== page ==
SIDNEY—The decade is almost over, and 2020 is nearly here—which means it’s the season for New Year’s resolutions.
Board of Elections Director Pamela Kerrigan hopes to implement beliefs from the book “The Four Agreements” into her life in 2020.
“The four agreements are to not take anything personally, always do your best, do not assume anything, and be impeccable with your word. The book tells you, if you can do these four things, you’re accomplishing quite a bit — the best for your life,” Kerrigan said.
Kerrigan’s personal resolution for 2020 is the same as her 2019 resolution, which was to live a healthier lifestyle and eat better.
“I try to say ‘thank you’ every day, constantly say ‘thank you’. That’s the shortest and best prayer, ‘thank you’.”
She’s most looking forward to spending time with her family and traveling in 2020.
Shelby County Tresurer John Coffield accomplished his 2019 resolution to commit to his exercises and physical therapy following knee replacement surgery.
“My big thing is to stop procrastinating, but I might have to put that off a little bit,” Coffield said when asked about his 2020 resolutions. “My big thing is to continue serving the tax payers of Shelby County, and take each day as it comes.”
Shelby County Commissioner Bob Guillozet resolved to be a better person in 2019, and feels as though he’s accomplished that.
“I haven’t really put anything together,” Guillozet said when asked about his 2020 resolutions. “I’ll continue to try to be a better person and help where I can. Professionally, I’d like to get re-elected for county commissioner again.”
In 2020, he’s most looking forward to spending time with his family and grandchildren.
Shelby County Commissioner Tony Bornhorst’s 2019 resolutions were to continue growing his family, and he welcomed his 14th and 15th grandchildren into the world. 2020 has a similar path laid out for Bornhorst.
“We’re expecting one here in 2020,” Bornhorst said. “That’ll be our 16th grandchild, and we’re always wishing the best for our family.”
In 2020, Bornhorst looks forward to continue serving the citizens of Shelby County.
“I look forward to every day. We continue to make, I think, Shelby County the best piece of the pie,” Bornhorst said. “There’s always some challenges as far as county work, and also as a farmer. Every year’s a different year, so you just take them as they come.”
Shelby County Commissioner Julie Ehemann is looking forward to reading more and spending more quality time with family.
“I have a new grandson, and he’ll be a year old in January,” Ehemann said. “He’s just growing and developing every day, and becoming his own little guy, and it’s exciting to watch and be a part of.”
As the Mayor of Sidney, Mike Barhorst went into 2019 hoping to work with the bicentennial committee to help make Shelby County’s Bicentennial celebration a series of events that truly help Shelby Countians better appreciate their heritage, and he feels as though only the citizens of Shelby County can decide if he was successful. In 2020, Barhorst hopes to continue his work with the bicentennial committee, to work with council members in advancing the council’s goals for the city of Sidney, to continue work with the Ohio Municipal League to strengthen that organization, and to live another year of what he has deemed “a wonderful, great adventure.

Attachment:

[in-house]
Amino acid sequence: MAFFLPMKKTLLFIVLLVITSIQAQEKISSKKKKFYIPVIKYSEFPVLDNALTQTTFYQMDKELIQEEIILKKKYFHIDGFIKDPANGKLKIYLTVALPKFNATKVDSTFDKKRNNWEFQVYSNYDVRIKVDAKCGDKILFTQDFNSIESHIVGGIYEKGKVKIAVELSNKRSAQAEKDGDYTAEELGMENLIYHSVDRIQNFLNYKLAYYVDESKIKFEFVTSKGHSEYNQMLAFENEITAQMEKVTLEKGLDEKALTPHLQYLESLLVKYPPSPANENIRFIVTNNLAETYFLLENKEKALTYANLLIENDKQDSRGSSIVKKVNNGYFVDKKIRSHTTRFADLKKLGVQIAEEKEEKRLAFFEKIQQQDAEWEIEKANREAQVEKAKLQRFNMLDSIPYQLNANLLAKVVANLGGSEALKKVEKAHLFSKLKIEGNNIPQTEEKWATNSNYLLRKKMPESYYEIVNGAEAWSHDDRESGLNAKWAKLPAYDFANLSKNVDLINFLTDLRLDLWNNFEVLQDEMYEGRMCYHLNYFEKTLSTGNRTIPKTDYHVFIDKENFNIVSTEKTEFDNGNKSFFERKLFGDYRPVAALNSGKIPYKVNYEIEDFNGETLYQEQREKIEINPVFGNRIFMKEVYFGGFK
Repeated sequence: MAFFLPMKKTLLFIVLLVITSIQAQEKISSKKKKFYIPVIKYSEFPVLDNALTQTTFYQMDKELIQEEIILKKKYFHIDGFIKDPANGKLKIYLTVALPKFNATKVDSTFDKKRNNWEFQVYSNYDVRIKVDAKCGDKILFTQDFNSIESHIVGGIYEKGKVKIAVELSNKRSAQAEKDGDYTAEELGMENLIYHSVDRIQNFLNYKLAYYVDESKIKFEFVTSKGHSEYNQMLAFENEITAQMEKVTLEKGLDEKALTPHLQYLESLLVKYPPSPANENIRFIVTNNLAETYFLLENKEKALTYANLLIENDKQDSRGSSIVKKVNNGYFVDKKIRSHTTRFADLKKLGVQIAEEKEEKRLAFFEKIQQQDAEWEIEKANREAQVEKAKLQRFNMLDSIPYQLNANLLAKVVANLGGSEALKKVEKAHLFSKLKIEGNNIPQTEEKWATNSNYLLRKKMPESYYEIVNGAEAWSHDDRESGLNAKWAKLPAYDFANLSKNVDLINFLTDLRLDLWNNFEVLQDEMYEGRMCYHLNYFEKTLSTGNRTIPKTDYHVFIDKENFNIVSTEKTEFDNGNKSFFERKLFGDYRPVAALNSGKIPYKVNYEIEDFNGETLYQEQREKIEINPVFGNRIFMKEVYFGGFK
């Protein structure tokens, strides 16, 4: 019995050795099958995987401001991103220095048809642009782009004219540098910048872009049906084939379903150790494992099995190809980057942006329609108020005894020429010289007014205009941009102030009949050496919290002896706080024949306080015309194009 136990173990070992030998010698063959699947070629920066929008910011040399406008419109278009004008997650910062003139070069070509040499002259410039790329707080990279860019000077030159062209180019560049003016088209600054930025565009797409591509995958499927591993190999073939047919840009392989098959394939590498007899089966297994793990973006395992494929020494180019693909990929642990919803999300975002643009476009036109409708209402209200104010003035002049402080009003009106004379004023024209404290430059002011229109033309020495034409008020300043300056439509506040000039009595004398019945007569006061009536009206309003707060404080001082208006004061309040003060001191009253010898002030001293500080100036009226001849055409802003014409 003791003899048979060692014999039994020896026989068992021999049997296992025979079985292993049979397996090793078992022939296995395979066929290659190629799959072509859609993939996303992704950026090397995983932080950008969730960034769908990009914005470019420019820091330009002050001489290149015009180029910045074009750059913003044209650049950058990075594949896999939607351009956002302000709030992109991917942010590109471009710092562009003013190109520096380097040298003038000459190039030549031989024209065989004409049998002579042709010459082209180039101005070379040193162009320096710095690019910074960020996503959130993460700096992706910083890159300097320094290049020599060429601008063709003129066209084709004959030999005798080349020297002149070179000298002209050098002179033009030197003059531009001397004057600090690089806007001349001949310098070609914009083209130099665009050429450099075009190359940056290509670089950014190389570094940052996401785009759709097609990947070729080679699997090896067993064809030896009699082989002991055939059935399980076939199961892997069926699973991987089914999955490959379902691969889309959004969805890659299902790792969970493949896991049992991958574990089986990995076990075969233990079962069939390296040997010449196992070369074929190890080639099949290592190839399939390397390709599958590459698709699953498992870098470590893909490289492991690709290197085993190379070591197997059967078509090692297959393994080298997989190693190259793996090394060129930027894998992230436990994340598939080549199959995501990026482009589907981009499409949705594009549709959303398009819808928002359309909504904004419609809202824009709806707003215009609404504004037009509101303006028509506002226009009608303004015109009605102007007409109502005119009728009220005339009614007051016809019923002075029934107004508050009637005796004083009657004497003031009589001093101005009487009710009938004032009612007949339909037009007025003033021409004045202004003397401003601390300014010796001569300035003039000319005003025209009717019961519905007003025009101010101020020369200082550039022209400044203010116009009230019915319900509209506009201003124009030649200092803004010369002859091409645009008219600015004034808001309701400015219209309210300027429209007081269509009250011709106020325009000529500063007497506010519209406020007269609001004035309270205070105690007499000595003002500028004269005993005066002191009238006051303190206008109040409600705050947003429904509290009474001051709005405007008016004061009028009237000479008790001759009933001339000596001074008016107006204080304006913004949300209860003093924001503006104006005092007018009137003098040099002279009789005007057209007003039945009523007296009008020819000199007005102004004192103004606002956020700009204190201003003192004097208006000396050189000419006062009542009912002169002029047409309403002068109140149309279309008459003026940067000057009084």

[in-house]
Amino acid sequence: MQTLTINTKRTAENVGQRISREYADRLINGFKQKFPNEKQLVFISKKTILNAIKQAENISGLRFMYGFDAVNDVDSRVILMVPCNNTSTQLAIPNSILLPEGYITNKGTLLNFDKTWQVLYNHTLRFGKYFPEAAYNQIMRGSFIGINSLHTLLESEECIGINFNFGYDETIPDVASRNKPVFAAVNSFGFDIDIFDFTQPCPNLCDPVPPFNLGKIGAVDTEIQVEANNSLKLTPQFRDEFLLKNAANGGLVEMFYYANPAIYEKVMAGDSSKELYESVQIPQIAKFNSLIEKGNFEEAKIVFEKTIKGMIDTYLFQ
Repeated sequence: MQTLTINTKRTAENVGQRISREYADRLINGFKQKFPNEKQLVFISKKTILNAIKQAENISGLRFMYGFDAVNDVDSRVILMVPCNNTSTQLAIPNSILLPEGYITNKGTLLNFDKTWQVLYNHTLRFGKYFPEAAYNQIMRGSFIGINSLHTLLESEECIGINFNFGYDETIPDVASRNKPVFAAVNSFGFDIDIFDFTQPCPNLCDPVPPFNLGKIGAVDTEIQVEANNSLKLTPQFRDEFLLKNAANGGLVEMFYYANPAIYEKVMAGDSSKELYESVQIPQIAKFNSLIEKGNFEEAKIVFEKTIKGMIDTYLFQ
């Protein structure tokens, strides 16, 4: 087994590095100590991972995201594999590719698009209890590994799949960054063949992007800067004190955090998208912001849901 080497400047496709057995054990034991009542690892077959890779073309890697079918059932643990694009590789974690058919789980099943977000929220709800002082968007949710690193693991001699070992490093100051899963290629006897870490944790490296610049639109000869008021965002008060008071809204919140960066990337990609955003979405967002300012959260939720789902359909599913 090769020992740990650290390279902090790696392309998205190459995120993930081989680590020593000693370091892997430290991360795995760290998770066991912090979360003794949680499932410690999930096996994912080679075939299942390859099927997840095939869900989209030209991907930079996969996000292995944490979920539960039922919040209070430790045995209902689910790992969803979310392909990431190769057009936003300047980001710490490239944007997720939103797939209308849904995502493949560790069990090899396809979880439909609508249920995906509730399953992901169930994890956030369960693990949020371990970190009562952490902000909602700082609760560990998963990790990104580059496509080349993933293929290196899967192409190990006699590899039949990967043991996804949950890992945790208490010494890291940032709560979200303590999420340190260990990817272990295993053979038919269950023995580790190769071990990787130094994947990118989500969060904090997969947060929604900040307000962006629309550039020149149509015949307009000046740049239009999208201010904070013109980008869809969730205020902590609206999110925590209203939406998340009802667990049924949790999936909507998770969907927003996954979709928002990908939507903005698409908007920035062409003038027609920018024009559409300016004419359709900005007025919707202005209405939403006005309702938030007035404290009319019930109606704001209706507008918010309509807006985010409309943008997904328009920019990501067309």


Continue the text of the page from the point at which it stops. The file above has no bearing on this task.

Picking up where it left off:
”I remain grateful for the confidence of the voters who have again returned me to office, and look forward to the continued growth of our community,” Barhorst said.
Sheriff John Lenhart didn’t make any personal resolutions in 2019, but finds his resolution for 2020 is to look past political parties and support people who want to work together.
“I’m really bothered by what goes on nationally with both sides of the political aisle. My republican friends are clear to the right, and my democrat friends are clear to the left,” Lenhart said. “I’m going to support persons who want to work together, rather than march to the tune of their political leaders. I’ve had all that I can handle.”
Although Lenhart is not seeking re-election in 2020, he still has a year left in his term and hopes to get citizens in Shelby County to work with the Sheriff’s Office on scams.
“The key is prevention. Our dispatch gets two or three calls every day on somebody scamming somebody, or somebody trying to scam somebody,” Lenhart said. “The bottom line is, for citizens, to be alert. There’s no such thing as free lunches, none of those freebies—those are all scams, from every standpoint. Be alert, stay away from that stuff. Help us help you.”
Lenhart is most looking forward to the downturn in drugs in 2020. According to Lenhart, in 2018 there were 3,764 persons who died in Ohio due to drug overdoses. So far in 2019, only 2,607 persons have died in Ohio due to a drug overdose. While the toxology reports are anywhere from three to six weeks behind, Lenhart feels that things are going in the right direction.
“There’s still all kinds of drug problems out there, drug usage, drug abuse, and as an end result of that, our jail is full. It’s not going away, but the death part is going down, which is a blessing,” Lenhart said.
Lenhart, overall, is at the point in his career where he’s looking forward to moving forward with his life, but is grateful for the terms he’s served as sheriff of Shelby County.
“It’s been a fantastic journey for me to be the sheriff of this county twice, and some of the offices I’ve held at the state and federal level, it’s been a fantastic journey, but it’s time to move on,” Lenhart said.
Reach the writer at 937-538-4825.